As Asian American Pacific Islander (AAPI) Heritage Month concludes, CalVet would like to introduce two distinguished American military veterans.
Erin Dacumos Khanna attended the United States Air Force Academy, graduating in 2002 before embarking on a military career during which she rose to the rank of captain.
Fessal Aziz served in the U.S. Marine Corps from 2013 to 2017. Aziz’s deployments took him to Japan, South Korea, Hong Kong, Singapore and the Philippines.
He recently joined CalVet’s Minority and Underserved Veterans Division as a Staff Services Analyst following internships at the California Governor’s Office of Emergency Services and at the Secretary of State’s Political Reform Division.
These veterans are proud of their service to their nation, and of their AAPI heritage.
When Khanna arrived at the United States Air Force Academy in Colorado in the summer of 1998, she entered an entirely different world than what she’d left behind in Sacramento.
“I came from a diverse area,” said Khanna. First-generation Filipino American anda star gymnast at Florin High School, she received her Congressional appointment to the Academy from the late Rep. Robert Matsui, D-Sacramento in 1997. “(At the Academy), I found myself in a school of mainly white males, a few women and few women of color,” she said. “It was a little bit of a culture shock to me. There were so few of us. We became lifelong friends – especially the female graduates.”
Khanna wants to increase interest among other AAPI who want to not only enter the military, but to commission as officers, like she did. Many young AAPI simply don’t know that the opportunity exists for them as it did for her, she said.
“Other than an aunt who was a colonel in the Army, I didn’t know anybody else in the military,” Khanna said. Certainly not women who were officers, and Khanna learned about her aunt only after her Academy acceptance.
Khanna graduated from the Academy in 2002 with a degree in social science and commissioned as a second lieutenant in the U.S. Air Force.
By the time she separated in 2006, she’d promoted to captain and served as the Assistant Officer in Charge in the 60th Aircraft Maintenance Squadron’s Gold Aircraft Maintenance Unit at Travis Air Force Base. She took a few years off to raise her young son before devoting herself to state service.
She also goes into schools to encourage teens to set a higher bar for themselves. That includes pursuing military academy appointments, as she did. They can also join Reserve Officers’ Training Corps programs while in college or enroll in Officer Training School after earning a college degree.
“Most (students) don’t know its an option,” she said. “I want to let AAPI going through high school know that option is there. It’s good for them to see that women and Asian women can be in positions of leadership – ‘You can, too’ – and that these things are not out of their realm.”
Aziz was born in California, to parents who fled Afghanistan during the Soviet Union’s invasion in 1979. Or at least his mother did, her family was able to gain refugee status and come to the United States.
“My dad got caught up in a sweep of younger Afghan men by the government the Soviets installed,” Aziz said. “He spent a year in an Afghan prison, then he was forced to serve in a Soviet-backed military group.”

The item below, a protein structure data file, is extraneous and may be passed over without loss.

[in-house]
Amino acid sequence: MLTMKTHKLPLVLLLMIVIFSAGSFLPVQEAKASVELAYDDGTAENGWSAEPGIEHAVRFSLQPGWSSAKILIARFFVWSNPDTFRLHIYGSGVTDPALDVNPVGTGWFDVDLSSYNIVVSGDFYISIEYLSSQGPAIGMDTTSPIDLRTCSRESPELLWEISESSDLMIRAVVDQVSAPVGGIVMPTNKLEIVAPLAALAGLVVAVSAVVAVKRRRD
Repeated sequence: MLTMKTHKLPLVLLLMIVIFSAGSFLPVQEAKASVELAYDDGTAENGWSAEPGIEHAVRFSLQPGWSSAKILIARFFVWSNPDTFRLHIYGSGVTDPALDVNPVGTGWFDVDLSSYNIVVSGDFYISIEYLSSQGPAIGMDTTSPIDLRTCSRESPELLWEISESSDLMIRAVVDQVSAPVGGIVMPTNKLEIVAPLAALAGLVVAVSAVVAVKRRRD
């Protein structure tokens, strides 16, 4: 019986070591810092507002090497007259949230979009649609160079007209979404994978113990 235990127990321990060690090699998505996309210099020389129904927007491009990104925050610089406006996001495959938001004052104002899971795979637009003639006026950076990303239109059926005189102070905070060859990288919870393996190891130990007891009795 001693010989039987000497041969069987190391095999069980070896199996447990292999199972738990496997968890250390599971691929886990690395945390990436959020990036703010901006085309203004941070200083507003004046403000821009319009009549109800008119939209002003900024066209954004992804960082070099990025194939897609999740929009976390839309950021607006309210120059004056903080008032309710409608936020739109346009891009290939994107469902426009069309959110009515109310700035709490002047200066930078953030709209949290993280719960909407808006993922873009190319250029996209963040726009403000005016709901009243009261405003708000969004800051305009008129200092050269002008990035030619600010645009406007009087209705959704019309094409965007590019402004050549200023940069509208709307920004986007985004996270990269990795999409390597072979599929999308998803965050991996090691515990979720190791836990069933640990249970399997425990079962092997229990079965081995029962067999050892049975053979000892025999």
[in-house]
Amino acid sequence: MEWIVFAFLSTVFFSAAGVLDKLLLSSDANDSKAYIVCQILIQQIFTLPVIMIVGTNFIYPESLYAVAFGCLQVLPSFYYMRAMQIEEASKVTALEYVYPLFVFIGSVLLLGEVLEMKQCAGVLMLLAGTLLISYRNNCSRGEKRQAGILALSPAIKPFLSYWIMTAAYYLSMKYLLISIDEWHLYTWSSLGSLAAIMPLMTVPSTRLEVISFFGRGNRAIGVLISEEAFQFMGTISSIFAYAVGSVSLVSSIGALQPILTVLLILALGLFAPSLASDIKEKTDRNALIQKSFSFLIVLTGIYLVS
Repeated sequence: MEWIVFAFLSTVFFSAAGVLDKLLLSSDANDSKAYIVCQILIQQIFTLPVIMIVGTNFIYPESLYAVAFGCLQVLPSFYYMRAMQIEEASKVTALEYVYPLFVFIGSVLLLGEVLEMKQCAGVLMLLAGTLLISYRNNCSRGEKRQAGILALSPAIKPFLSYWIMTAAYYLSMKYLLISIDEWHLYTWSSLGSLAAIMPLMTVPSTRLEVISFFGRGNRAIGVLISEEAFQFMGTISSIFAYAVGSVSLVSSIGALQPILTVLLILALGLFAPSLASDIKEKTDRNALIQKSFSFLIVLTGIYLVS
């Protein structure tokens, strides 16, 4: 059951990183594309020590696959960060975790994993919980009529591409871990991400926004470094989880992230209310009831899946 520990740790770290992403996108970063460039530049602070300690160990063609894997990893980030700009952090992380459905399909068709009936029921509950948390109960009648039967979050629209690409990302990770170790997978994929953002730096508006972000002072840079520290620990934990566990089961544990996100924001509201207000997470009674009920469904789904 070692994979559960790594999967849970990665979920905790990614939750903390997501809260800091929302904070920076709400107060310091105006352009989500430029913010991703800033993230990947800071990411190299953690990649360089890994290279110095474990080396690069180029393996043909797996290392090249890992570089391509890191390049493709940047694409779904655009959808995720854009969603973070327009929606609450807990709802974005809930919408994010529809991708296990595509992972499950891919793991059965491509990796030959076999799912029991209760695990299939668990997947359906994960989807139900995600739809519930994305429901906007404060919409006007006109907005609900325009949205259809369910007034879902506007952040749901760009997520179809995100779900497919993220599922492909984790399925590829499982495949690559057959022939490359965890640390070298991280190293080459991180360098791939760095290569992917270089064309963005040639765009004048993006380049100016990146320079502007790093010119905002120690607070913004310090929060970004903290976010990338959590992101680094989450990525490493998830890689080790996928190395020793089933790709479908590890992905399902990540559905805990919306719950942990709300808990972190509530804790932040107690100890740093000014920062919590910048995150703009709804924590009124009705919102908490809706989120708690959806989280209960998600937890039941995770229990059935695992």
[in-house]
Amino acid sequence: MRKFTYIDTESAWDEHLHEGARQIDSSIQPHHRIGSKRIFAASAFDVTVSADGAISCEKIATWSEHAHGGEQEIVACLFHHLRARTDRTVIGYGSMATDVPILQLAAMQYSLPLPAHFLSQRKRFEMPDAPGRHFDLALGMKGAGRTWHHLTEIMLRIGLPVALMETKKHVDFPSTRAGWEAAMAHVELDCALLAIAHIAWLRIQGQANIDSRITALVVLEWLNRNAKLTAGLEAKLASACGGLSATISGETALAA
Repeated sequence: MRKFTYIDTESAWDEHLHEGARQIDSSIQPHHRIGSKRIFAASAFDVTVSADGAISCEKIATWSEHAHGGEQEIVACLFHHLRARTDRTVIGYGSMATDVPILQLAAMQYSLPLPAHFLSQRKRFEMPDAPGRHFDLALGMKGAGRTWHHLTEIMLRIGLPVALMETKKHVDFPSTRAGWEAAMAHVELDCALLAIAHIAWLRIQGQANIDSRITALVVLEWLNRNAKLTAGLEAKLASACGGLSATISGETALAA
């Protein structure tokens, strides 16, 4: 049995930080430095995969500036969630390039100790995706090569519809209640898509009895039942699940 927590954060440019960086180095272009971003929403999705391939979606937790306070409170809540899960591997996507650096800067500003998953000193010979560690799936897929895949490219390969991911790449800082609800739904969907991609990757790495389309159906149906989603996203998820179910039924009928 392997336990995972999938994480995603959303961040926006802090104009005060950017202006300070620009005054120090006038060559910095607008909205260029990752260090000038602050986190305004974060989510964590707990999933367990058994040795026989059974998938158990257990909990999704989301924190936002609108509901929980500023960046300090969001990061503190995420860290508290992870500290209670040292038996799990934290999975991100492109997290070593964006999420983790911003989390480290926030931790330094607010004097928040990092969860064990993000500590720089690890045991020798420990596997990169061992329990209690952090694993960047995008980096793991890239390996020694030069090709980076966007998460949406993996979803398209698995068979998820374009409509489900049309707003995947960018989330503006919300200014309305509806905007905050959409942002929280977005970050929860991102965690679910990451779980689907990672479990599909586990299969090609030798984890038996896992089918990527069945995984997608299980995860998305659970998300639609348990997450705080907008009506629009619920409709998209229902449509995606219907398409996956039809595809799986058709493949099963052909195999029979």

Upon his release, his dad, too, was able to secure refugee status and emigrate to the U.S. and California. His parents wed in an arranged marriage. Fessal was a New Year’s Day baby, born in 1995 .
He grew up in Elk Grove, graduating Franklin High School in 2013. Like many first-generation children of immigrants, he experienced the culture clash of old-country ways at home – he also speaks Farsi – while being an American kid in most other aspects of his life.
“We butted heads a little bit,” said Aziz, who joined the Marine Corps right out of high school. “But when I went into the service, they were proud of their son, and the family being represented in the U.S.”
He served in the 31st Marine Expeditionary Unit, deploying twice to Pacific Rim nations, but saw no combat.
Upon separating out of the Marine Corps in 2017, he immediately enrolled at California State University, Sacramento, receiving his bachelor’s degree in economics and graduating with honors in 2021. After the two internships, he joined CalVet’s staff this spring.
“I’m serving veterans, which is what I love, and because I am a veteran,” he said. “I’m definitely grateful for the opportunity. I have a sense of purpose coming to work. I am fulfilling the vision of veterans serving veterans.”
Those include other AAPI like himself, which he sometimes has to explain. So many folks think of AAPI as being from Pacific Rim nations and the islands nations in between.
“They are not going to expect someone like me,” Aziz said. “But Afghanistan is smack-dab in the middle of Asia.”
And Asia – the world’s largest continent – is absolutely huge. Any American with heritage from Russia to Korea to Sri Lanka to Turkey and everything in between would qualify as Asian American and Pacific Islander.
“I get to educate or expand the scope of what is AAPI,” Aziz said.
After all, months like AAPI Heritage are recognized in no small part to teach others about the diversity they represent.
These California veterans – Erin Dacumos Khanna and Fessal Aziz – do that very, very well.
Beautiful article that uplifts the mind. Erin and Fessal…Thank you for your service.